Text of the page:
Parents always want the best for their child. In fact, even before an infant is born, they take great steps to ensure that the baby has all the essentials he needs to thrive and flourish like milk, clothing, beddings, to a safe and clean home environment.
Parenthood: A full-time job
As children grow older, their mothers and fathers work even harder to ensure that their youngster has a fighting chance to a bright future. They invest in educational plans and life insurance policies to assure that their little one can complete his education and live comfortably no matter the circumstance. Aside from establishing financial safety nets, some parents even change the way they live by adopting healthier lifestyles, all for the sake of their child.
Overlooking the needs
Unfortunately, while some parents are caught in the thick of caring and providing for their family, they inadvertently neglect to protect their child’s health by not completing the prescribed set of vaccinations. So, in spite of securing their young one financially, they have unwittingly chosen to gamble on their child’s health, which is the biggest risk any parent could make.
What’s even more alarming is that some parents remain complacent because they believe that it is next to impossible for their child to be infected by any contagious disease.1 Some would rather leave their son or daughter unvaccinated rather than have them experience the most common mild side effects such as swelling or redness on the injection site, fever or fussiness.2
Historical truth on the value of vaccines
An article done by the Centers for Disease Control (CDC) reports that in 1974, Japan had almost eradicated pertussis or whooping cough due to an 80% vaccination rate among children. They only recorded 393 cases of infection nationwide and zero mortalities. Soon after though, rumors regarding the safety and necessity of the pertussis vaccine began to affect their vaccination program, leaving only 10% of infants vaccinated in 1976. Three years later, in 1979, Japan suffered from a terrible pertussis epidemic which left 41 dead and 13,000 infected. This prompted the Japanese government to launch an acellular pertussis vaccine which soon led to the decreased pertussis cases.3
Today, communities are at risk of having history repeat itself. In several reports by the World Health Organization (WHO) and CDC, a resurgence of diseases like measles, diphtheria and pertussis have been seen across the globe, both in developed and emerging countries. 4,5,6,7,8,9
To protect is to immunize
Parents can safeguard their children’s health by following the recommended immunization schedule. Vaccines have been proven to protect children from diseases for generations.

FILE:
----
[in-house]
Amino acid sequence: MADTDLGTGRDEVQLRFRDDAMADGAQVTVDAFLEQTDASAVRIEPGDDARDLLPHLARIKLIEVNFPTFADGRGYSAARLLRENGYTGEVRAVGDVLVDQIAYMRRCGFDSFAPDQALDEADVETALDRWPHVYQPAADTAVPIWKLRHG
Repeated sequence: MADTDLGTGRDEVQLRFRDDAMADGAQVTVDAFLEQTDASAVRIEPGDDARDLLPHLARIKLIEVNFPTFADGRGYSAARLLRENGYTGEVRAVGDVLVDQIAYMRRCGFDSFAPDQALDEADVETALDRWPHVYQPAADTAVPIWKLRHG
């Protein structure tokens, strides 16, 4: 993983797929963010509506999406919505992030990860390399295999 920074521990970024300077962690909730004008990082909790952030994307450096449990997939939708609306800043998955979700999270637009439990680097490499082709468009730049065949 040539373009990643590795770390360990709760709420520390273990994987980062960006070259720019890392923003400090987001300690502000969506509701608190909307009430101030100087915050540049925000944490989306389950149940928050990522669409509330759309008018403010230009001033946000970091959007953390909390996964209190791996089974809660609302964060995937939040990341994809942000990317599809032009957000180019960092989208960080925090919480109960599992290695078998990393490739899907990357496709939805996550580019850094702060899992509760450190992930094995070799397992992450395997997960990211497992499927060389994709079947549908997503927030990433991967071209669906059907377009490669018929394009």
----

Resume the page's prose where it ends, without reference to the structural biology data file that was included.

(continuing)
How do vaccines work?
Vaccines work by creating an “imitation” infection but this will not progress to an actual illness. Instead, it triggers the body’s immune system to produce antibodies, as if there is an actual infection.10 The body’s macrophages or white blood cells swallow up the bacteria and viruses from the “imitation” infection and leave parts of the invading bacteria called antigens behind. These antigens are then attacked by antibodies which are produced by B-lymphocytes.
Vaccination strengthens everyone’s immune system. Immunizing a child not only protects the life of your little one, it also protects the well-being of the entire community – particularly those who are too young to be vaccinated, immunocompromised or those who are medically unqualified to be vaccinated.
For vaccines to effectively work, all recommended doses must be completely and timely administered.
There are vaccines that can guard children from HPV. With all these medical options available today, parents now have the opportunity to further safeguard the future of their loved ones. Mothers and fathers can now wisely invest in the health of their children. To learn more about how you can guard yourself and your family against HPV, consult your doctor.
1 MSD. Building Confidence and Addressing Hesitancy. 9th AP HPV Vaccines Scientific Symposium-Session.
2 Vaccine Side Effects/Risks. Retrieved from: https://www.cdc.gov/vaccines/parents/vaccine-decision/index.html
3 Vaccines & Immunizations. Why Immunize? (No date). Retrieved from https://www.cdc.gov/vaccines/vac-gen/why.htm
4 Reported NNDSS pertussis cases: 1922-2016. Retrieved from https://www.cdc.gov/pertussis/images/incidence-graph.png
5 Pertussis (Whooping Cough) Surveillance and Reporting. Retrieved from https://www.cdc.gov/pertussis/surv-reporting.html
6 Clarke, Kristie E.N. US Centers for Disease Control and Prevention. Measles Cases and Outbreaks. Retrieved from: https://www.cdc.gov/measles/cases-outbreaks.html
7 Review of the epidemiology of diphtheria 2000-2016. Retrieved from:
8 Diptheria – Yemen (22 December 2017). Retrieved from: http://www.who.int/csr/don/22-december-2017-diphtheria-yemen/en/
9 Diphtheria outbreak in the Western Cape Province (August 2017). Retrieved from: http://www.nicd.ac.za/wp-content/uploads/2017/08/Diphtheria-outbreak.pdf
10 How vaccines Prevent Diseases. Retrieved from: https://www.cdc.gov/vaccines/parents/vaccine-decision/index.html
*This article was developed by MSD in the Philippines.